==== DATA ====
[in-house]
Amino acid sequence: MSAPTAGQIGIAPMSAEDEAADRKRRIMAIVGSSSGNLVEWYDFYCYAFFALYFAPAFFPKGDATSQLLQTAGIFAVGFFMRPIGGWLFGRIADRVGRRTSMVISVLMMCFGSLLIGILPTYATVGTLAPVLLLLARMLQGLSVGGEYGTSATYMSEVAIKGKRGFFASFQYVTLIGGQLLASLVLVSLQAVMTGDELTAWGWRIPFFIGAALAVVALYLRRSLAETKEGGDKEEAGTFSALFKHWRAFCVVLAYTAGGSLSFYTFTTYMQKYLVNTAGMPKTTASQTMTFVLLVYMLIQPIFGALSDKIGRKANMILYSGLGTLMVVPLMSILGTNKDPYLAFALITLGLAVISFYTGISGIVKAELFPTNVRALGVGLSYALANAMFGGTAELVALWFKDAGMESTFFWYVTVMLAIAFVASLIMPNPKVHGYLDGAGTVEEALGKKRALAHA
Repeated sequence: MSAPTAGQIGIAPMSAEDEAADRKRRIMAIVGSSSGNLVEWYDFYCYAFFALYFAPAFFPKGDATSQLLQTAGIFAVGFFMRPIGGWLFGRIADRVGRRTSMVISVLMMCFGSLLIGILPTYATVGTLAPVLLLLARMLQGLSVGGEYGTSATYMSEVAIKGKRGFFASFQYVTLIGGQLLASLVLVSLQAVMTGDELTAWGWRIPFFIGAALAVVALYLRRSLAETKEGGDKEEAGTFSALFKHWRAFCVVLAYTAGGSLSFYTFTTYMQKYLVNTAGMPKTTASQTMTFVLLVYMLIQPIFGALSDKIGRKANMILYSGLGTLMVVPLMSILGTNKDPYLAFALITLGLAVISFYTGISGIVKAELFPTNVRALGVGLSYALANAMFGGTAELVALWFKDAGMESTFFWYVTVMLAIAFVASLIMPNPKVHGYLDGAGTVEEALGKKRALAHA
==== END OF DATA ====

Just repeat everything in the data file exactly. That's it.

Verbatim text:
[in-house]
Amino acid sequence: MSAPTAGQIGIAPMSAEDEAADRKRRIMAIVGSSSGNLVEWYDFYCYAFFALYFAPAFFPKGDATSQLLQTAGIFAVGFFMRPIGGWLFGRIADRVGRRTSMVISVLMMCFGSLLIGILPTYATVGTLAPVLLLLARMLQGLSVGGEYGTSATYMSEVAIKGKRGFFASFQYVTLIGGQLLASLVLVSLQAVMTGDELTAWGWRIPFFIGAALAVVALYLRRSLAETKEGGDKEEAGTFSALFKHWRAFCVVLAYTAGGSLSFYTFTTYMQKYLVNTAGMPKTTASQTMTFVLLVYMLIQPIFGALSDKIGRKANMILYSGLGTLMVVPLMSILGTNKDPYLAFALITLGLAVISFYTGISGIVKAELFPTNVRALGVGLSYALANAMFGGTAELVALWFKDAGMESTFFWYVTVMLAIAFVASLIMPNPKVHGYLDGAGTVEEALGKKRALAHA
Repeated sequence: MSAPTAGQIGIAPMSAEDEAADRKRRIMAIVGSSSGNLVEWYDFYCYAFFALYFAPAFFPKGDATSQLLQTAGIFAVGFFMRPIGGWLFGRIADRVGRRTSMVISVLMMCFGSLLIGILPTYATVGTLAPVLLLLARMLQGLSVGGEYGTSATYMSEVAIKGKRGFFASFQYVTLIGGQLLASLVLVSLQAVMTGDELTAWGWRIPFFIGAALAVVALYLRRSLAETKEGGDKEEAGTFSALFKHWRAFCVVLAYTAGGSLSFYTFTTYMQKYLVNTAGMPKTTASQTMTFVLLVYMLIQPIFGALSDKIGRKANMILYSGLGTLMVVPLMSILGTNKDPYLAFALITLGLAVISFYTGISGIVKAELFPTNVRALGVGLSYALANAMFGGTAELVALWFKDAGMESTFFWYVTVMLAIAFVASLIMPNPKVHGYLDGAGTVEEALGKKRALAHA